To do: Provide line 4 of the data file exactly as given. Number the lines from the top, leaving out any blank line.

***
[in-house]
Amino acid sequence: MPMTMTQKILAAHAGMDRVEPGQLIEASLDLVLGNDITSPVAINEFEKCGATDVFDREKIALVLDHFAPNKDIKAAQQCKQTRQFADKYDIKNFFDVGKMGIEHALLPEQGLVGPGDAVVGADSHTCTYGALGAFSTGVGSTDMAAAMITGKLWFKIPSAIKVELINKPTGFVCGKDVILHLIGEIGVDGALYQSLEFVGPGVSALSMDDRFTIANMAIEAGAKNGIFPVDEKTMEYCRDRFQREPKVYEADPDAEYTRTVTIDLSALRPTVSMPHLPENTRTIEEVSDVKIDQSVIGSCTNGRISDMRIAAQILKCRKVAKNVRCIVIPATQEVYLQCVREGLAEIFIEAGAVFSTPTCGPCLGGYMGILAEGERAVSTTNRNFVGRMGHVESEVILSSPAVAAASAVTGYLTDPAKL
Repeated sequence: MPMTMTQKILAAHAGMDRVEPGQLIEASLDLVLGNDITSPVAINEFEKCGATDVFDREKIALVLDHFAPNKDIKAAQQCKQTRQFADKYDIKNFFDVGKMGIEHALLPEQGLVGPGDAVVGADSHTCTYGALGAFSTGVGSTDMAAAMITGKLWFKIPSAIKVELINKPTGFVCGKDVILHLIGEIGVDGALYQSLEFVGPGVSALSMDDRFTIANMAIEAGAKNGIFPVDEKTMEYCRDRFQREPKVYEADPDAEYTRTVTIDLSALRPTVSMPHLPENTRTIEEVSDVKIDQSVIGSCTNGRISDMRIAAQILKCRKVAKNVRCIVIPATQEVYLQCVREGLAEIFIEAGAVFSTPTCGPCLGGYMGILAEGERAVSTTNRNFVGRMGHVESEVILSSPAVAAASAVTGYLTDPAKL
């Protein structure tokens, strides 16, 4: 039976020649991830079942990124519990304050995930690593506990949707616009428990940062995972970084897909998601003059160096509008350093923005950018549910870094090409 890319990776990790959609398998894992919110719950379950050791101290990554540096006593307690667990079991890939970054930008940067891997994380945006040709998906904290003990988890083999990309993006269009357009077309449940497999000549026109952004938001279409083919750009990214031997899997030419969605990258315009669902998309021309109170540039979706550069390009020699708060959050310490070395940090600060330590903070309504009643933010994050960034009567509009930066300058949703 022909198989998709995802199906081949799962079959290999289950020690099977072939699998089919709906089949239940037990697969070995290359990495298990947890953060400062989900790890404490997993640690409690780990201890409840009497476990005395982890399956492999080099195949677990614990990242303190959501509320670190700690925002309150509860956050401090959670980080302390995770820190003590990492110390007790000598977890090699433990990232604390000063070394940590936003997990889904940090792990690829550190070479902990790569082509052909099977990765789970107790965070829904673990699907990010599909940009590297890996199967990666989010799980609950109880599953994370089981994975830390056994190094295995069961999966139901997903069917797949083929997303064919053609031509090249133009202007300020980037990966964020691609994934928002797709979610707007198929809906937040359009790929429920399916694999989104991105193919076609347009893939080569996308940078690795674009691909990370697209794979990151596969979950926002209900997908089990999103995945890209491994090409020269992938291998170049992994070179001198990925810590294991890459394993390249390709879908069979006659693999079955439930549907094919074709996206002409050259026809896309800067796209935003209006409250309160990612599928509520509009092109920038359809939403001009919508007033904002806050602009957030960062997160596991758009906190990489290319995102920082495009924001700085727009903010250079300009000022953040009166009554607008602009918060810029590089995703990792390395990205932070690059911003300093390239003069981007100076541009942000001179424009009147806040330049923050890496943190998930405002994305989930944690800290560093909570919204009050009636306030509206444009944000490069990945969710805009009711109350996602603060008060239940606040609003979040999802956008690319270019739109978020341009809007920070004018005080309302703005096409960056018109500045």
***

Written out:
């Protein structure tokens, strides 16, 4: 039976020649991830079942990124519990304050995930690593506990949707616009428990940062995972970084897909998601003059160096509008350093923005950018549910870094090409 890319990776990790959609398998894992919110719950379950050791101290990554540096006593307690667990079991890939970054930008940067891997994380945006040709998906904290003990988890083999990309993006269009357009077309449940497999000549026109952004938001279409083919750009990214031997899997030419969605990258315009669902998309021309109170540039979706550069390009020699708060959050310490070395940090600060330590903070309504009643933010994050960034009567509009930066300058949703 022909198989998709995802199906081949799962079959290999289950020690099977072939699998089919709906089949239940037990697969070995290359990495298990947890953060400062989900790890404490997993640690409690780990201890409840009497476990005395982890399956492999080099195949677990614990990242303190959501509320670190700690925002309150509860956050401090959670980080302390995770820190003590990492110390007790000598977890090699433990990232604390000063070394940590936003997990889904940090792990690829550190070479902990790569082509052909099977990765789970107790965070829904673990699907990010599909940009590297890996199967990666989010799980609950109880599953994370089981994975830390056994190094295995069961999966139901997903069917797949083929997303064919053609031509090249133009202007300020980037990966964020691609994934928002797709979610707007198929809906937040359009790929429920399916694999989104991105193919076609347009893939080569996308940078690795674009691909990370697209794979990151596969979950926002209900997908089990999103995945890209491994090409020269992938291998170049992994070179001198990925810590294991890459394993390249390709879908069979006659693999079955439930549907094919074709996206002409050259026809896309800067796209935003209006409250309160990612599928509520509009092109920038359809939403001009919508007033904002806050602009957030960062997160596991758009906190990489290319995102920082495009924001700085727009903010250079300009000022953040009166009554607008602009918060810029590089995703990792390395990205932070690059911003300093390239003069981007100076541009942000001179424009009147806040330049923050890496943190998930405002994305989930944690800290560093909570919204009050009636306030509206444009944000490069990945969710805009009711109350996602603060008060239940606040609003979040999802956008690319270019739109978020341009809007920070004018005080309302703005096409960056018109500045």